Confucius – A Great Educator

Even though he constantly faced setbacks, he never altered his principles of education.

During the Spring and Autumn period [722-484 B.C.] of Chinese history, in 551 B.C., a great sage was born. He was Confucius. Throughout his life, he tirelessly propagated the virtues of humaneness and righteousness, and the doctrines of filiality, fraternal respect, loyalty, and trustworthiness. But instead of being welcomed, he was rejected everywhere he went. Even though he constantly faced setbacks, he never altered his principles of education and continued promoting the way of peace and harmony.

Confucius was a great educator. He spared no effort in promoting the idea of equal and universal education. He was “never weary of teaching and never tired of learning.” Instead of composing new texts, he explained the ancient books in a faithful and devoted fashion. In his later years, he edited the Book of Odes, complied the rites and music, and wrote the Spring and Autumn Annals. The Book of Odes, the Book of History, the Book of Changes, the Book of Rites, and the Spring and Autumn Annals are the Five Classics.

Confucius had three thousand students. Among these there were seventy-two who mastered the six skills of rites, music, archery, charioteering, writing, and mathematics. Rites refer to the proper ceremonial rituals for weddings, funerals, and sacrificial offerings. One has to master all six skills before one can be considered a perfect person.

Confucius taught each person according to his or her individual potential, and he taught by example. His students can be divided into four main categories [according to their area of strength]:

1.Virtue, represented by Yan Hui and Min Ziqian
2.Speech, represented by Zi Gong and Zai Wo
3.Politics, represented by Zi Lu and Ran You
4.Literature, represented by Zi Xia and Zi You

After Confucius’ death, his students split into two sects. Zeng Zi advocated the propagation of the Way (Tao); Mencius represented this school, which was later recognized as the orthodoxy. Zi Xia advocated the propagation of classics, and that school was represented by Xun Zi. The school advocating the propagation of classics prevailed during the Han, Tang and Qing dynasties, while the school advocating the propagation of the Way prevailed during the Song, Yuan and Ming dynasties.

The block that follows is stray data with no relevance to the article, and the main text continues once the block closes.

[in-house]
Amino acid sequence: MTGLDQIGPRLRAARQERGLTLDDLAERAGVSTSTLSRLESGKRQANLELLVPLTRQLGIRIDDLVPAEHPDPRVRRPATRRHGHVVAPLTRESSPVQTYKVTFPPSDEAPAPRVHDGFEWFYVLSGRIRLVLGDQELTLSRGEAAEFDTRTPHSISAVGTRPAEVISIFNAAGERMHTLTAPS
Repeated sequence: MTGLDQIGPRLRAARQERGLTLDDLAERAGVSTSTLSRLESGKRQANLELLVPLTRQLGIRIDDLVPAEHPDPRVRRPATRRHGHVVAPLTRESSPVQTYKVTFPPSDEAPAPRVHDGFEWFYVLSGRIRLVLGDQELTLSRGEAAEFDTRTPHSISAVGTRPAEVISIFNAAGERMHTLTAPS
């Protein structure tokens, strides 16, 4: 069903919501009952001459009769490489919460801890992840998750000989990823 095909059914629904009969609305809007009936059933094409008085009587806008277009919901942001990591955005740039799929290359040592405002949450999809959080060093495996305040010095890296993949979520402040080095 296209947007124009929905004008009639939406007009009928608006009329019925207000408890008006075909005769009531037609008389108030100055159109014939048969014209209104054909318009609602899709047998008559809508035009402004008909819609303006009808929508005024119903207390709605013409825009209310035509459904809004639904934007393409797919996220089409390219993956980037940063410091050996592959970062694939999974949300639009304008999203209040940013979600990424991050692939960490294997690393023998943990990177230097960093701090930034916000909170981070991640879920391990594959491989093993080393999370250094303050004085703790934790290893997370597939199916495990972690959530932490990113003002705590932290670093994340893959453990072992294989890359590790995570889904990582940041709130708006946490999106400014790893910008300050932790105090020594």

The noumena and phenomena in the world are all interrelated. In China, Confucianism, Toaism and Buddhism have aided each other. Confucianism is like an elementary school for young children, Taoism is like a secondary school, and Buddhism is like a university. The principles of these three religions are related. Students in the elementary school don’t understand the subjects taught at the secondary school, but university students know the curriculums of both the elementary and secondary schools.

Confucianism teaches the principles of being a person and developing a wholesome character. Taoism places half its emphasis on establishing a good character and half on the cultivation of transcendental principles. For that reason, Taoist priests are like laypeople in that they do not shave their heads; however, they do dress like the hermits of ancient times. Buddhist monks, on the other hand, shave their hair and beard, wear clothes of dark and somber colors, and don’t care about their external appearance. They maintain the appearance of Bhikshus and Bhikshunis and always wear their sashes. Buddhism teaches people to cultivate the principles of world-transcending Dharma. Is there a Buddhadharma outside of worldly dharmas? No. As long as you truly recognize worldly dharmas and are not deluded by them, just that is the Buddhadharma.

Some people have suggested combining the three religions into one. It is said,

Like the red blossom, the white root, and the green leaf of a lotus plant.
The three religions originate from one family.

This expresses how Confucianism, Buddhism and Taoism are interrelated. The roots of Buddhism, the foundation upon which faith arises, lie within Confucianism. One has to study, understand the principles, and learn how to be a person first, and then one can cultivate in accord with the Dharma. It is said, “Even though there are many expedient doors, the nature at the source is nondual.” Students of Buddhism should understand this principle.

A talk given on September 25, 1983